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This class keeps track of tasks which are added and tries to remove them after certain delay. I tried doing it with CustomTaskScheduler but didn't get much in return.

Here is my related question on SO.

I would be glad to know if there are other ways to track tasks.

public class TaskCompletedNotifier
{
    public delegate void AllTasksCompletedHandler(object sender);
    public delegate void TaskStartedHandler();
    public event AllTasksCompletedHandler AllTasksCompleted;
    public event TaskStartedHandler TaskStarted;

    private object syncLock = new object();
    private SynchronizedCollection<Task> tasksCollection;
    private bool isTaskStartedNotified;
    private readonly uint delay;

    public TaskCompletedNotifier(uint delayBeforeRemovingTasks)
    {
        tasksCollection = new SynchronizedCollection<Task>();
        delay = delayBeforeRemovingTasks;
    }

    public void Add(Task task)
    {

        if (!isTaskStartedNotified)
        {
            isTaskStartedNotified = true;
            TaskStarted?.Invoke();
        }

        task.ContinueWith(t =>
        {
            RemoveTask(t);
        });

        tasksCollection.Add(task);
    }


    private async void RemoveTask(Task task)
    {
        await Task.Delay(300);
        await Task.Run(() =>
        {
            tasksCollection.Remove(task);

            if (tasksCollection.Count == 0)
            {
                isTaskStartedNotified = false;
                AllTasksCompleted?.Invoke(tasksCollection);
            }
        });
    }
}
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I don't think you want a TaskScheduler and this is a better idea. Creating a custom TaskScheduler isn't for the faint of heart and the ThreadPoolTaskScheduler does a lot of things and it's better to just let it do it's own thing.

Your code is headed down the correct path but I'd make a couple of changes. One for the delay I wouldn't use a uint I'd use a TimeSpan. That easier to understand and can use Factory method like TimeSpan.FromMilliseconds to indicate what is the delay. I don't like passing in numbers. Is it milliseconds? seconds? Also from your code you are not using the delay.

Also why create delegates for the events and not just use the standard EventHandler? Also when sending out the source of the event you are sending our your collection. This seems like a very bad idea. What if someone would clear your collection or add to it outside your class?

You have a synclock that you are not using. Using the SynchronizedCollection wouldn't require a lock. But that being said I would probably ditch the SyncronizedCollection. That will do a lot more locking than what is required for this application. I would just use a HashSet and and lock on that since it's going to be internal.

This now becomes the class and the constructor

public class TaskCompletedNotifier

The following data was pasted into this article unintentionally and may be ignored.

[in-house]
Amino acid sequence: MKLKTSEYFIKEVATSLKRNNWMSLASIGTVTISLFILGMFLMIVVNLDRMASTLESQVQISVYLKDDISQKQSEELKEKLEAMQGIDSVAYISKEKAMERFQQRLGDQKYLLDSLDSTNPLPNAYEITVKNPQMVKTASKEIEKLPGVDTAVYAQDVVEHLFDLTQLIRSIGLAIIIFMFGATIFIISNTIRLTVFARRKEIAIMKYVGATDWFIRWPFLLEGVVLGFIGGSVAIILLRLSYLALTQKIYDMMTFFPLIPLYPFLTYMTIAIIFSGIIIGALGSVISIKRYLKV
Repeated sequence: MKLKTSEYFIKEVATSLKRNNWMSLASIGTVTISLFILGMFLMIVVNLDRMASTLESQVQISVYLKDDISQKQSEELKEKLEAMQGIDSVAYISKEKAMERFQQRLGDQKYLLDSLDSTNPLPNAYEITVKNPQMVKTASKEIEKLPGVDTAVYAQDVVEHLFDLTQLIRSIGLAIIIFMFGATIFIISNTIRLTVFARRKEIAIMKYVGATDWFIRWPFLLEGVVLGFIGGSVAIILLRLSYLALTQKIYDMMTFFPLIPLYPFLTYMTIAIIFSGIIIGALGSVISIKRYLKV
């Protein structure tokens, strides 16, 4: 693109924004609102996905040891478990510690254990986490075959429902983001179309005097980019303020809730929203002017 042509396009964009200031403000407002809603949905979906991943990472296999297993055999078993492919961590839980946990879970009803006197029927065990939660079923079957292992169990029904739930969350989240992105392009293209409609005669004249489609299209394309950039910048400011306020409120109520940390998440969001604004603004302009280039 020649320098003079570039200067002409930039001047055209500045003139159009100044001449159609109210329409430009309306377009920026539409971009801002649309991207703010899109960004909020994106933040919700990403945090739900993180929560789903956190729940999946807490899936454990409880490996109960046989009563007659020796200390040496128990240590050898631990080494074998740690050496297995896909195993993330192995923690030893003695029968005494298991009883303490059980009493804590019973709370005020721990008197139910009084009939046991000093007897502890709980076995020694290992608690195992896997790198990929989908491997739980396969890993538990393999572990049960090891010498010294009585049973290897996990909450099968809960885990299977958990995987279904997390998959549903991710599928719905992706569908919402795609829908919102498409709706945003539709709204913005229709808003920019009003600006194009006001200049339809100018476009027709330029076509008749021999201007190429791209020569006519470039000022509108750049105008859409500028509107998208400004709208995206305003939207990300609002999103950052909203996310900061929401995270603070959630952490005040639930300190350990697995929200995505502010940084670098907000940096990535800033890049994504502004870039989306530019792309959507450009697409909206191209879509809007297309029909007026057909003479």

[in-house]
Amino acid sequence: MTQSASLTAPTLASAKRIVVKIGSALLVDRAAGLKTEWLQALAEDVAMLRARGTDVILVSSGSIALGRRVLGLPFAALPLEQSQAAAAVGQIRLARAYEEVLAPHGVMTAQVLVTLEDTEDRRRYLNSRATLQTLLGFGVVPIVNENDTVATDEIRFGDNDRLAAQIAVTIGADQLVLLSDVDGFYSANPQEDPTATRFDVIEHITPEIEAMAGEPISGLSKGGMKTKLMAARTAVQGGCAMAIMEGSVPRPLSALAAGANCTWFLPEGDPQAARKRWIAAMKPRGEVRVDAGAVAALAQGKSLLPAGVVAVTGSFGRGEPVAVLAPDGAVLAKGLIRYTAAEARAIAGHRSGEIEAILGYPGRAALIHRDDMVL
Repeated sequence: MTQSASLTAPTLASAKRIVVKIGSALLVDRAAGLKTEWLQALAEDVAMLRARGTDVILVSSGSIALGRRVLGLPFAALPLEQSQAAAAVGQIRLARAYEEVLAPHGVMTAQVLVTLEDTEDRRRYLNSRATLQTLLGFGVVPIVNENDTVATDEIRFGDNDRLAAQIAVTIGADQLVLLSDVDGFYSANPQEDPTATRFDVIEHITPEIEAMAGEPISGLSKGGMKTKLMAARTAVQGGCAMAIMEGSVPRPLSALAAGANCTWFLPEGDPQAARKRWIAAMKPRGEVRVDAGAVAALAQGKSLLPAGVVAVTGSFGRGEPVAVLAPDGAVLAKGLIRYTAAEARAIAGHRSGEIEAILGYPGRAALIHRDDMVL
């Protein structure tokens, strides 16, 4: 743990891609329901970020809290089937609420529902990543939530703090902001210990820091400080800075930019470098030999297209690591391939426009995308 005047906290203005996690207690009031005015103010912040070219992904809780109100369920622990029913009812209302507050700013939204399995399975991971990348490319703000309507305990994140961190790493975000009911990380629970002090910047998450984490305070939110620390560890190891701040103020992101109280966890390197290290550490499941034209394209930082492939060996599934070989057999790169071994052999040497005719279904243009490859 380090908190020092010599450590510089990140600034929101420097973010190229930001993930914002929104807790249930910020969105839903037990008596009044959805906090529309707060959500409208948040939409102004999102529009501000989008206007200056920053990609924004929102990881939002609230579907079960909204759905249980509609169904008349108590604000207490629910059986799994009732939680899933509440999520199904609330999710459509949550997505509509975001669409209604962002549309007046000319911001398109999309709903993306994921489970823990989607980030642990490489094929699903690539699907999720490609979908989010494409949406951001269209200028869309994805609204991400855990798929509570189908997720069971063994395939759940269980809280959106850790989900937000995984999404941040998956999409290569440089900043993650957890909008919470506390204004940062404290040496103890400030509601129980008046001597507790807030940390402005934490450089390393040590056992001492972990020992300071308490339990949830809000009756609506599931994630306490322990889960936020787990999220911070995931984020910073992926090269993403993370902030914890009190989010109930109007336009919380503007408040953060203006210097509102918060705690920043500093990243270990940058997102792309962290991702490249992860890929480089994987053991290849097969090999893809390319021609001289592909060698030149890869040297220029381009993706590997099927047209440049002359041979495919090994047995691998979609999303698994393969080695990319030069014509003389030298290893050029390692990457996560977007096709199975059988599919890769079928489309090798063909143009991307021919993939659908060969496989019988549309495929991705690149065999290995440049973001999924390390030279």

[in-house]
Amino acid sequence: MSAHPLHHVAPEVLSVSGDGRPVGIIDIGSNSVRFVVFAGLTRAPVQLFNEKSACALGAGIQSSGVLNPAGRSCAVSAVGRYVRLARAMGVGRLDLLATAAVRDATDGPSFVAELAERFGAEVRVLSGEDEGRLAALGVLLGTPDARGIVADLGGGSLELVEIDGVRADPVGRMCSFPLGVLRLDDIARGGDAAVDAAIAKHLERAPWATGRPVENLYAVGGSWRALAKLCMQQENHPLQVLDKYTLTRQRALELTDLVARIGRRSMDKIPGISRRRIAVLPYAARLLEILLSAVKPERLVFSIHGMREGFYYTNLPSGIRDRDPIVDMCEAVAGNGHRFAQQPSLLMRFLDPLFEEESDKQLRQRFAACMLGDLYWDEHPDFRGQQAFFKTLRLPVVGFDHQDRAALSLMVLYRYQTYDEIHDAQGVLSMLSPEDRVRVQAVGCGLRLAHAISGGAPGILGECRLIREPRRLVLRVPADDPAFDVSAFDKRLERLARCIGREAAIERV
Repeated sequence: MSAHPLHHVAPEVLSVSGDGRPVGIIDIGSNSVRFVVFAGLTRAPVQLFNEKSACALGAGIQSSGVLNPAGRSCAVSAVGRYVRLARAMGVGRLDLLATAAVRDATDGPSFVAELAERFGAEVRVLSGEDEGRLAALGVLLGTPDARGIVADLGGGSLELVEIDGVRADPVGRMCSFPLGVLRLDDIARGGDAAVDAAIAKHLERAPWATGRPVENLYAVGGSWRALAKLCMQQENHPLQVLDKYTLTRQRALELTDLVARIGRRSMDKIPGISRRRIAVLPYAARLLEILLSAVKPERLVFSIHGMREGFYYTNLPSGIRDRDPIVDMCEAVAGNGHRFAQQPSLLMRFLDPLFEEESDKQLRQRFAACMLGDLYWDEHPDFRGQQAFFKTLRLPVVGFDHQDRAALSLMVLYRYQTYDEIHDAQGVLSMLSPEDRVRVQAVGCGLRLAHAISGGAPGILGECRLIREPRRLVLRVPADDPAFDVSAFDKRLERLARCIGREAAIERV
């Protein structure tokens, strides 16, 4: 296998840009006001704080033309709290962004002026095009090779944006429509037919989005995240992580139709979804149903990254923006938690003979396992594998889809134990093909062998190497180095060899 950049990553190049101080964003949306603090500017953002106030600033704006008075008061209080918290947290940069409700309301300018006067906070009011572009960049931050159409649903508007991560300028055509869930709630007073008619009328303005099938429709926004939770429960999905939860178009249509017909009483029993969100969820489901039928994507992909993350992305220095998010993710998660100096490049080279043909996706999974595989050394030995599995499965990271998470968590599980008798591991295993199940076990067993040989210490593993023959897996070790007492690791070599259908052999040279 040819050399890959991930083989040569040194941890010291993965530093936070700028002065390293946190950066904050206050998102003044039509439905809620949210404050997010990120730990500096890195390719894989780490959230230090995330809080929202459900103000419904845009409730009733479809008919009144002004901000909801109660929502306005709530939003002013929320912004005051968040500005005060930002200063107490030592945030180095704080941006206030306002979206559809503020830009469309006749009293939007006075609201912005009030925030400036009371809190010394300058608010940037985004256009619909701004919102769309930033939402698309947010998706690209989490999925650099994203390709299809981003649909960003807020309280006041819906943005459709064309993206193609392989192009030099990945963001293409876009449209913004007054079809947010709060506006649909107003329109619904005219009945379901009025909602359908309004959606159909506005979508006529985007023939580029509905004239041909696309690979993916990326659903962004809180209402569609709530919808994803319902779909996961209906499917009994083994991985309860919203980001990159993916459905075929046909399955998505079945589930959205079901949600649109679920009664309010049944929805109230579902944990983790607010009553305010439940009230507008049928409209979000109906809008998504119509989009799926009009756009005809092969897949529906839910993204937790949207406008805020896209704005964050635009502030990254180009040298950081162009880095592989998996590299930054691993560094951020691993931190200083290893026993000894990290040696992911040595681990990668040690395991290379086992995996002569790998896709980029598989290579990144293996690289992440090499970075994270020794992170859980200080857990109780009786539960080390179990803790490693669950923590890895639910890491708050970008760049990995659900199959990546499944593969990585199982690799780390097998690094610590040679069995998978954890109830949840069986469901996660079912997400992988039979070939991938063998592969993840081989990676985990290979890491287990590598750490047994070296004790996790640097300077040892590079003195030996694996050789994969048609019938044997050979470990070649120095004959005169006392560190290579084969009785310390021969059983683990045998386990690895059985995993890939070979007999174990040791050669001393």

{
    public event EventHandler AllTasksCompleted;
    public event EventHandler TaskStarted;
    private readonly ISet<Task> _tasksCollection = new HashSet<Task>();
    private readonly TimeSpan _delay;

    public TaskCompletedNotifier(TimeSpan delayBeforeRemovingTasks)
    {
        if (delayBeforeRemovingTasks.TotalMilliseconds < 1)
        {
            throw new ArgumentOutOfRangeException(nameof(delayBeforeRemovingTasks));
        }

        _delay = delayBeforeRemovingTasks;
    }

Now when adding a task to the collection we just need to account for the delay and we can do that with the Task.Delay and combo that up with Task.WhenAny. Also any time there is an async void that is a code smell. I would just run the remove from the ContinueWith and not get task involved. I wouldn't think the overhead of the thread switching would be that great for just removing an item from a hashset.

public void Add(Task task)
{
    // short-cut why add a task that is already done?
    if (!task.IsCompleted)
    {
        // Create a task that is done when either the time has passed or when it's completed
        var newTask = Task.WhenAny(task, Task.Delay(_delay));
        var fireEvent = false;
        lock (_tasksCollection)
        {
            if (_tasksCollection.Add(newTask))
            {
                // set if we need to fire event
                fireEvent = (_tasksCollection.Count == 1);
            }
        }

        // fire event outside of locker
        if (fireEvent)
        {
            // Don't pass in the internal collection as we don't want anyone modifying our data outside our self
            TaskStarted?.Invoke(this, EventArgs.Empty);
        }

        // add the continuation to remove it from the collection
        //     after we might have fired the event to ensure the events run in correct order
        newTask.ContinueWith(RemoveTask);
    }
}

private void RemoveTask(Task task)
{
    var fireEvent = false;
    lock (_tasksCollection)
    {
        {
            if (_tasksCollection.Remove(task))
            {
                fireEvent = (_tasksCollection.Count == 0);
            }
        }
    }

    if (fireEvent)
    {
        AllTasksCompleted?.Invoke(this, EventArgs.Empty);
    }
}

It's important to note that you should still await the task that is passed into this class outside of this class to handle any faults.

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  • \$\begingroup\$ Thanks @CharlesNRice. This is a good start. Appreciate the time and effort to make it better. \$\endgroup\$ – Sharad Shahi Oct 15 '17 at 16:43

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